The socio economic impact of institutional childcare based drip irrigation gardens on the livelihoods: A case study of John Smale Children’s Home nutrition garden in Bulawayo Metropolitan Province

Zenzele Ndlovu, Canisius Mpala, Peling Sibanda

Abstract


The study sought to evaluate the impact of institutional drip nutrition gardens in addressing nutrition and food
insecurity at childcare centres. A study was carried out at John Smale Children’s Home in Bulawayo. Various stakeholders involved in the implementation were interviewed. A survey was undertaken on all the children using a questionnaire. Data were
analysed using SPSS Version 16 and MS Excel.
The results showed that production has been intensified and diversified. The home used to grow three but now
grows at least seven vegetables per cycle with a 300% cropping intensity. The garden has ensured a diverse vegetable
mix that positively affected the nutritional status of the children. The home has developed market linkages with
vegetable suppliers. This has increased the food security and improved the home’s nutritional balance. There
was a high return to land and labour than dry land agriculture. The processing of vegetables ensured year-round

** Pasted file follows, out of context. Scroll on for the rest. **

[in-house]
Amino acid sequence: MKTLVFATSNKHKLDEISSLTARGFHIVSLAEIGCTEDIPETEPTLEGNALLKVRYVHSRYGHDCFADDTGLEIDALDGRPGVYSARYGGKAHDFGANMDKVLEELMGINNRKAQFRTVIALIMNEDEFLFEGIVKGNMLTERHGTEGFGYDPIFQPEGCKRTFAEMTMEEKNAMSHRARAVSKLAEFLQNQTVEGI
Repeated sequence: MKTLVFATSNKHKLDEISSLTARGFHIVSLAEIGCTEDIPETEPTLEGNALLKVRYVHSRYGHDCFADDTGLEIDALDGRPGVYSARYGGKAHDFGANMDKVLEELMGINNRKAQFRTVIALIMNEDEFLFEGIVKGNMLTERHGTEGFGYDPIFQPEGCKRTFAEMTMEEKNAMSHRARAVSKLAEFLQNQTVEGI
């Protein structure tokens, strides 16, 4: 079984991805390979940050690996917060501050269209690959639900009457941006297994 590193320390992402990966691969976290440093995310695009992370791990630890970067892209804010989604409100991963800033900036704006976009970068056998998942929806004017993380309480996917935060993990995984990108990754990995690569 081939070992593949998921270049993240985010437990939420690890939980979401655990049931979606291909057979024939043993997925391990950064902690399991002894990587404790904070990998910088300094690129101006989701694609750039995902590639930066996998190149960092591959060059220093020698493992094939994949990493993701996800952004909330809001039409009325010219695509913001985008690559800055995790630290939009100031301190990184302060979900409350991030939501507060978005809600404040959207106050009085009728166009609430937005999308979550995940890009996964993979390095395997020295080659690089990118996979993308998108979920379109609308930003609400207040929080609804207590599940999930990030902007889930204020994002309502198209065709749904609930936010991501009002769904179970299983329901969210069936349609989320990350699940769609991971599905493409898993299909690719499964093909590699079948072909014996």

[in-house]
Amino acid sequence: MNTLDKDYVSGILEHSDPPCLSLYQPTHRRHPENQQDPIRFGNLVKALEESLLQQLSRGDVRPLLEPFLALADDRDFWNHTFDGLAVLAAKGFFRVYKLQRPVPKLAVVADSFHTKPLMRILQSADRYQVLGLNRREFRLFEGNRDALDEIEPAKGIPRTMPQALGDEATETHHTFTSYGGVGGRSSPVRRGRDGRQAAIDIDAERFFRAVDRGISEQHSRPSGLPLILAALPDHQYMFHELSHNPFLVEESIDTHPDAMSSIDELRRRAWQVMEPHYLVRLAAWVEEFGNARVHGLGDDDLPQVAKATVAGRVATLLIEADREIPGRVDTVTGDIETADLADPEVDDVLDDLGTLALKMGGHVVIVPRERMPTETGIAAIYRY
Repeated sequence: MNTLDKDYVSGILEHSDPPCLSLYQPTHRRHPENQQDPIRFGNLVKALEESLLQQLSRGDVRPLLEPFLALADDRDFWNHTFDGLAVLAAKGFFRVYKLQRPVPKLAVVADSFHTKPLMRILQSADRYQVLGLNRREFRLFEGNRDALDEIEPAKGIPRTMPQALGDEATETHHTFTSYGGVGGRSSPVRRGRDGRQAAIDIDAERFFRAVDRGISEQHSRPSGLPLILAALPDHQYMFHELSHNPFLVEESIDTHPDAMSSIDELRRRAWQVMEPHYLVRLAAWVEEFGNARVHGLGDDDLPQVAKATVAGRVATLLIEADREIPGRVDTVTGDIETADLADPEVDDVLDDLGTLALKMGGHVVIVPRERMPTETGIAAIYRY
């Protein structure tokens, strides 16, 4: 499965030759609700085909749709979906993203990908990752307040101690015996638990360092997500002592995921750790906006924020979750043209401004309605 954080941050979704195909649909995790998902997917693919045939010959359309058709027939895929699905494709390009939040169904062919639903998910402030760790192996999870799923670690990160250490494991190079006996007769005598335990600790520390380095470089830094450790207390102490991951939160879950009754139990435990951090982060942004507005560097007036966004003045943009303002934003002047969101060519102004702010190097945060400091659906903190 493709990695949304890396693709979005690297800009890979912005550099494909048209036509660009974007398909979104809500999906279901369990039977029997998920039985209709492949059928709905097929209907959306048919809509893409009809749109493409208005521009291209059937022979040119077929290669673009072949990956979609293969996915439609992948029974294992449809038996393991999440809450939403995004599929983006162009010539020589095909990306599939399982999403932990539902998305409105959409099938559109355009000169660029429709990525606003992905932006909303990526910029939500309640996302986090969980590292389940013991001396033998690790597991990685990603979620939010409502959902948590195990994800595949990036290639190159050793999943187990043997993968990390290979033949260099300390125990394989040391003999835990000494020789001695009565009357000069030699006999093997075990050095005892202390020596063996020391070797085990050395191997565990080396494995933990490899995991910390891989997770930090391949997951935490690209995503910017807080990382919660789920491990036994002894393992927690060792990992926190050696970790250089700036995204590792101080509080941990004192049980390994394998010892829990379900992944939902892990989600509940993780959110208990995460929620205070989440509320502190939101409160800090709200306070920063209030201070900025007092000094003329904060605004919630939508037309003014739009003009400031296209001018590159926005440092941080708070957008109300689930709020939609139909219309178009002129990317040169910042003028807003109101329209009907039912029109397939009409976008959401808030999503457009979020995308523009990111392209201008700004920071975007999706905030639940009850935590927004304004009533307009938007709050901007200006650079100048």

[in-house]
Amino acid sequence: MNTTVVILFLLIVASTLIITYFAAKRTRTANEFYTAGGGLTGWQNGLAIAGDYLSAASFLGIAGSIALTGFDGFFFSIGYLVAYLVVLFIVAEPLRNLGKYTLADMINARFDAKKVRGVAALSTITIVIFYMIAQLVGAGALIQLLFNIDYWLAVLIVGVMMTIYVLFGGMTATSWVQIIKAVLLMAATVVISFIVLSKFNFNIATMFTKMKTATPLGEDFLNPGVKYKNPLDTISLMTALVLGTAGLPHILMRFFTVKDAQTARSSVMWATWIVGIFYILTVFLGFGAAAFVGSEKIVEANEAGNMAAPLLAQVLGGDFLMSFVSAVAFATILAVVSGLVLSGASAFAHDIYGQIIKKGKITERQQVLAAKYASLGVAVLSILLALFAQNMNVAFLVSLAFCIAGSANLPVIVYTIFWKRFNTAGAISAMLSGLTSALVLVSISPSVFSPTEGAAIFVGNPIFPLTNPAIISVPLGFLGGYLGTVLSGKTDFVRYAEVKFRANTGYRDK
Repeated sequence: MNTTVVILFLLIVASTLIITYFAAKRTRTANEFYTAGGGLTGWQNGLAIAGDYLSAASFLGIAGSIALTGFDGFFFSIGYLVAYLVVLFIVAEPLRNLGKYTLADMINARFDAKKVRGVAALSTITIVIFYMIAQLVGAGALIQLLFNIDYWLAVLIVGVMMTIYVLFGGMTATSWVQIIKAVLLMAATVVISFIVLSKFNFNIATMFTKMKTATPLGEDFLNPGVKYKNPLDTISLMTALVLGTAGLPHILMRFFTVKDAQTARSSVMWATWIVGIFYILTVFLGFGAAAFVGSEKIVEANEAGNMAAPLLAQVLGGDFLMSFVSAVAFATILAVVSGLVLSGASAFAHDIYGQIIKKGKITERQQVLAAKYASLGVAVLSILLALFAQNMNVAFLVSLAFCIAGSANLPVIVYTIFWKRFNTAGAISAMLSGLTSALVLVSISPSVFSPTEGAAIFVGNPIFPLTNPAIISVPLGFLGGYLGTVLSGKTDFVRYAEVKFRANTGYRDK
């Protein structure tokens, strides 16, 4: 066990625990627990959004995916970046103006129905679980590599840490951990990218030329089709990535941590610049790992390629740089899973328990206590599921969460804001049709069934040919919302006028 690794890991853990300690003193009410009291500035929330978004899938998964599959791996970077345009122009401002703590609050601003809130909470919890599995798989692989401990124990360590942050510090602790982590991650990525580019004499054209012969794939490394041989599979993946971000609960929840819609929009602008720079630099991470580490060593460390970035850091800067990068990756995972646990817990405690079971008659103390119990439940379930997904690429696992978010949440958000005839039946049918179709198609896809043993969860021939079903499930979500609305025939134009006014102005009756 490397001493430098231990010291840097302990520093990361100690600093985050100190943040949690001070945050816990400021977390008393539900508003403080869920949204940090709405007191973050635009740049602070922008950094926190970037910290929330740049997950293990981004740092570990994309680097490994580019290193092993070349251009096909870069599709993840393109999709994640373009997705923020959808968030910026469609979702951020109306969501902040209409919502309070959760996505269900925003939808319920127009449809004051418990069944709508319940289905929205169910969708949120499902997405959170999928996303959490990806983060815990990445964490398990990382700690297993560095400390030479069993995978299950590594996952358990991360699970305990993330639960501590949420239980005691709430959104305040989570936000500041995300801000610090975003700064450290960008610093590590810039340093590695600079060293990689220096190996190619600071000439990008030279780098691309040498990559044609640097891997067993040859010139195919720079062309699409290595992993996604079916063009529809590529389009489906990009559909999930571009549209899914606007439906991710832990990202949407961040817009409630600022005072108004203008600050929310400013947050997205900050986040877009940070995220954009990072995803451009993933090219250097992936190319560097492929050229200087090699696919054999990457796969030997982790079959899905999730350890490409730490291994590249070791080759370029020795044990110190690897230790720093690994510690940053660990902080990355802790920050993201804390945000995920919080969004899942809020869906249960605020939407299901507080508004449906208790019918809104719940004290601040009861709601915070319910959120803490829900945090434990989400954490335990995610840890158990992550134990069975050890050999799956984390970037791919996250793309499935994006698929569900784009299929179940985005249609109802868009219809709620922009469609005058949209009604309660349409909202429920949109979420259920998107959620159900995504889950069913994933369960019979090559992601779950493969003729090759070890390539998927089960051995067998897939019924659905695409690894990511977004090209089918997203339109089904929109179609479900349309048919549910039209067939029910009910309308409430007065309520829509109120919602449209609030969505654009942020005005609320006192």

supply. Employment had been created for one gardener. The results showed that the generated income was used
for utility settlements, school levies, medical fees and purchasing of toiletries. Savings of up to $2 585.00 per year
was made by producing its own vegetables. Life skills have been imparted on the children. It is recommended that
a comprehensive study of all the other institutional gardens that benefitted from the nutrition garden programme
be carried out to find out the impact and come up with best practices and implementation models.

Keywords


Institutional drip gardening, urban agriculture, socio economic impact.

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